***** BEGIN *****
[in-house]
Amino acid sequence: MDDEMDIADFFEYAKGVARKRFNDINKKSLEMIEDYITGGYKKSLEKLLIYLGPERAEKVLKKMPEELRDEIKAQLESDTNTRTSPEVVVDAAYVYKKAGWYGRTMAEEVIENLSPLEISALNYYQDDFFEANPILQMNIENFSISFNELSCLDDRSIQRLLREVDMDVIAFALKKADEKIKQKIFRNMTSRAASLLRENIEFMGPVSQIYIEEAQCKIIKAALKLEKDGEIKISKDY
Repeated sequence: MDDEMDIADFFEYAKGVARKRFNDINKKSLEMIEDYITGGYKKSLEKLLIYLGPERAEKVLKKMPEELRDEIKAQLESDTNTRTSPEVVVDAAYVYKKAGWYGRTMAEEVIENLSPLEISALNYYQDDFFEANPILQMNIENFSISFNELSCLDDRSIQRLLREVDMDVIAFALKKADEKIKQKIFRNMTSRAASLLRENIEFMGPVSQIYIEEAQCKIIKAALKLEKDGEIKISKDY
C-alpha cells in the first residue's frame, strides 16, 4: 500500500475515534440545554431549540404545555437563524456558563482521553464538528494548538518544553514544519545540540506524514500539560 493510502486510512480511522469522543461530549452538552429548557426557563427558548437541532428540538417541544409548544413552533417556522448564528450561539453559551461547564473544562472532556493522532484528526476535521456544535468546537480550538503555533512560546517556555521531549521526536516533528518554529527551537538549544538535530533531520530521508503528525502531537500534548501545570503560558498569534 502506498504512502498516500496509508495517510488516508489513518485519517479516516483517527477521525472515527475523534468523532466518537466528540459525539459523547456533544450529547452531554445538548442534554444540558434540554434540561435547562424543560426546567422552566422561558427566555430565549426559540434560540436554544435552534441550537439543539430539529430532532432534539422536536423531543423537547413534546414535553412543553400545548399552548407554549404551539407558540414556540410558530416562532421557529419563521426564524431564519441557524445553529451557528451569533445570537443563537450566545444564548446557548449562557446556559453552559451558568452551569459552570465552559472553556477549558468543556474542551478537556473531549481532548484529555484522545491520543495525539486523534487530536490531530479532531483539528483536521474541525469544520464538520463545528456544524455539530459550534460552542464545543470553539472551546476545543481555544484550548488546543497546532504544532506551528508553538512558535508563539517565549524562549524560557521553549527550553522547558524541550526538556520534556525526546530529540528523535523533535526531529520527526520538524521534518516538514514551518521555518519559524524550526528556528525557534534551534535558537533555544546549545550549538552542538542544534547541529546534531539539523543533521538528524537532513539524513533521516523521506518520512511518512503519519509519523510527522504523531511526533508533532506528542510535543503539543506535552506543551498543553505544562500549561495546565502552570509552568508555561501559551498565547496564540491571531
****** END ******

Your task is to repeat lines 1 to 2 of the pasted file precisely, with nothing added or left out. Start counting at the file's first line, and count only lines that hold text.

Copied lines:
[in-house]
Amino acid sequence: MDDEMDIADFFEYAKGVARKRFNDINKKSLEMIEDYITGGYKKSLEKLLIYLGPERAEKVLKKMPEELRDEIKAQLESDTNTRTSPEVVVDAAYVYKKAGWYGRTMAEEVIENLSPLEISALNYYQDDFFEANPILQMNIENFSISFNELSCLDDRSIQRLLREVDMDVIAFALKKADEKIKQKIFRNMTSRAASLLRENIEFMGPVSQIYIEEAQCKIIKAALKLEKDGEIKISKDY